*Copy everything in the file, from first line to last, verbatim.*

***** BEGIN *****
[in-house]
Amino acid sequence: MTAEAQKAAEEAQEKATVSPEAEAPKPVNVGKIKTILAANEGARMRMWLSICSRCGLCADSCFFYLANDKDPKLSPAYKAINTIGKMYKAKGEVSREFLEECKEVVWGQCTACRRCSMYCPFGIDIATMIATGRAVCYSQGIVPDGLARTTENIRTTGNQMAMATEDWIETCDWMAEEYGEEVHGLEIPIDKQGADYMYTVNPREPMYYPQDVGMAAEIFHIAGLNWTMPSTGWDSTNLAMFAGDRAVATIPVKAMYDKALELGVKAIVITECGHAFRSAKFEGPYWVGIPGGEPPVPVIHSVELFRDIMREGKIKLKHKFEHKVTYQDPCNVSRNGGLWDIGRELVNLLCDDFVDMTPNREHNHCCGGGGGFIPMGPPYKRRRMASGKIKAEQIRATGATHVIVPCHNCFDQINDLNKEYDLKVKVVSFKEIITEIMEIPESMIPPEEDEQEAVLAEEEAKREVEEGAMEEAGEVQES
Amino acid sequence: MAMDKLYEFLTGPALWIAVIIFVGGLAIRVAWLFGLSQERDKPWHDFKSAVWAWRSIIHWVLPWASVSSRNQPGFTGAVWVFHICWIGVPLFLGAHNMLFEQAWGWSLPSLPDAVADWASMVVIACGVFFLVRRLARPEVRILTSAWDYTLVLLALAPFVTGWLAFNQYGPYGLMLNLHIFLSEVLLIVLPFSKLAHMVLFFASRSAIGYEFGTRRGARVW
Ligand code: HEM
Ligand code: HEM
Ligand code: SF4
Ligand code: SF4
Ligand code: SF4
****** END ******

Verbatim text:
[in-house]
Amino acid sequence: MTAEAQKAAEEAQEKATVSPEAEAPKPVNVGKIKTILAANEGARMRMWLSICSRCGLCADSCFFYLANDKDPKLSPAYKAINTIGKMYKAKGEVSREFLEECKEVVWGQCTACRRCSMYCPFGIDIATMIATGRAVCYSQGIVPDGLARTTENIRTTGNQMAMATEDWIETCDWMAEEYGEEVHGLEIPIDKQGADYMYTVNPREPMYYPQDVGMAAEIFHIAGLNWTMPSTGWDSTNLAMFAGDRAVATIPVKAMYDKALELGVKAIVITECGHAFRSAKFEGPYWVGIPGGEPPVPVIHSVELFRDIMREGKIKLKHKFEHKVTYQDPCNVSRNGGLWDIGRELVNLLCDDFVDMTPNREHNHCCGGGGGFIPMGPPYKRRRMASGKIKAEQIRATGATHVIVPCHNCFDQINDLNKEYDLKVKVVSFKEIITEIMEIPESMIPPEEDEQEAVLAEEEAKREVEEGAMEEAGEVQES
Amino acid sequence: MAMDKLYEFLTGPALWIAVIIFVGGLAIRVAWLFGLSQERDKPWHDFKSAVWAWRSIIHWVLPWASVSSRNQPGFTGAVWVFHICWIGVPLFLGAHNMLFEQAWGWSLPSLPDAVADWASMVVIACGVFFLVRRLARPEVRILTSAWDYTLVLLALAPFVTGWLAFNQYGPYGLMLNLHIFLSEVLLIVLPFSKLAHMVLFFASRSAIGYEFGTRRGARVW
Ligand code: HEM
Ligand code: HEM
Ligand code: SF4
Ligand code: SF4
Ligand code: SF4